Four Daily Deal Sites That Are Better (for the World) than Groupon

It seems like a new daily deal site comes online just about every week, promising you 50 percent off of anything you can swipe a credit card at. All kinds of copycats are chasing Groupon’s $15 billion tail. But getting discounts doesn’t have to be all about teeth whitening and tapas.

The daily deal model can be a force for positive change, by sending a message about the buying power of conscious consumers, or as Blissmo is trying to do (see next slide), changing our buying habits for the better.

As we pointed out earlier, Groupon evolved out of a do-gooding platform before ballooning into the fastest growing company of all time. It has all but left that behind, and even inexplicably chose to mock nonprofits in Super Bowl ads. But it doesn’t have to be that way.

Another mainstream deal site, Living Social proved these platforms can be used for giving as well as buying when it raised—and matched!—more than a million dollars in donations for tsunami relief in Japan.

And then there are the sites with social and environmental consciousness built in to the deals and the companies behind them. Here are four daily deal sites that are better (for the world) than Groupon, so you can have your discount and support your values too.

Blissmo’s founder, Sundeep Ahuja, says he doesn’t want to be a green version of Groupon. He wants to stop climate change. “We’re on a mission to shift consumption patterns,” he says.

“This site was founded with the philosophy to have macro impact on micro actions,” he says, comparing it to Kiva, the microfinance platform—another organization he helped get off the ground.

Kiva made lending to poor entrepreneurs accessible, easy and addictive to everyday Americans. That’s what he wants to do for environmentally friendly consumption.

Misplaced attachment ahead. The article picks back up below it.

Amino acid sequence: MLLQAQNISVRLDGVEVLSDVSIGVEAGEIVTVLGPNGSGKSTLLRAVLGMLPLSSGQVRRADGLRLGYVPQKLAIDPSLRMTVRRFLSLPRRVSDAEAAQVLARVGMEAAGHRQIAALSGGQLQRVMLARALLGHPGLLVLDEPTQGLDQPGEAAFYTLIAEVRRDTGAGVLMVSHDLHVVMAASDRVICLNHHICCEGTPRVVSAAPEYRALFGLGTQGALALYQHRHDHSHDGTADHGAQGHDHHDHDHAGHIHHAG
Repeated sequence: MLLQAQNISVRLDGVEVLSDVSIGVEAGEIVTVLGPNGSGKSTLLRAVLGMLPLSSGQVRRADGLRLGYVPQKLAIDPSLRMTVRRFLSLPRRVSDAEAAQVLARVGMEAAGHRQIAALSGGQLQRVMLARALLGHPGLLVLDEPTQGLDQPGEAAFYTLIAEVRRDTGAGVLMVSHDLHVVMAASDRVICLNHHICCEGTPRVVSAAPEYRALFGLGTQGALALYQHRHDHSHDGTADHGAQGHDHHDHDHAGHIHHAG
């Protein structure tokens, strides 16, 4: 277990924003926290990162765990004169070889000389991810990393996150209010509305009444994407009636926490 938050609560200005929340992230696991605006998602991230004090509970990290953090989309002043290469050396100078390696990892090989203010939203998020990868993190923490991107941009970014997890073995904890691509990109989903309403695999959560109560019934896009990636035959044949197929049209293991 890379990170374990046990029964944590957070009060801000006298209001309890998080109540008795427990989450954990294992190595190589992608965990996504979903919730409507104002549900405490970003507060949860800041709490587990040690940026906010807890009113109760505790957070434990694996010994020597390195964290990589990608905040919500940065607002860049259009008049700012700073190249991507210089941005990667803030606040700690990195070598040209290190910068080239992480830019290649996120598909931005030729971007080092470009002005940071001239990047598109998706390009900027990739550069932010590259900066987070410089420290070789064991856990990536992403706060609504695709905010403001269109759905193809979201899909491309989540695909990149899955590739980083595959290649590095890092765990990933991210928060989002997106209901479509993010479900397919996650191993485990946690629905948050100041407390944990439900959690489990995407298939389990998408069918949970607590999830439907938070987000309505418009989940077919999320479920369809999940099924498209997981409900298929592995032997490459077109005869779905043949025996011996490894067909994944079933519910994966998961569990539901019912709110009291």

“People don’t care about climate change,” he says provocatively. “The people who say they care, they don’t act. It’s effectively a psychology problem. So we’re out to find amazing products that are better for people, better for their families and for their world, and shine a spotlight on these products.” But not a “green” spotlight, just a regular old 60 percent off email spotlight.

Early on, Ahuja cultivated partnerships with environmental groups with massive email lists like the Nature Conservancy and the Care2 consumer community. Blissmo now serves the daily deals to those groups, a savvy business move that bodes well for the young startup. Through these kinds of partners who have memberships in the millions, Blissmo reaches several million people, with Blissmo reaches over 100,000 subscribers.

Right now the products are similar to what you’d find on the mainstream daily deal sites—beauty products, food, clothing—but Blissmo vets the companies for environmental impact. Ahuja says he turns to third party verifications like organic, Fair Trade, or B-Corporation certifications. And when that’s not available, it’s a gut check by Blissmo staff who have backgrounds in the social change space.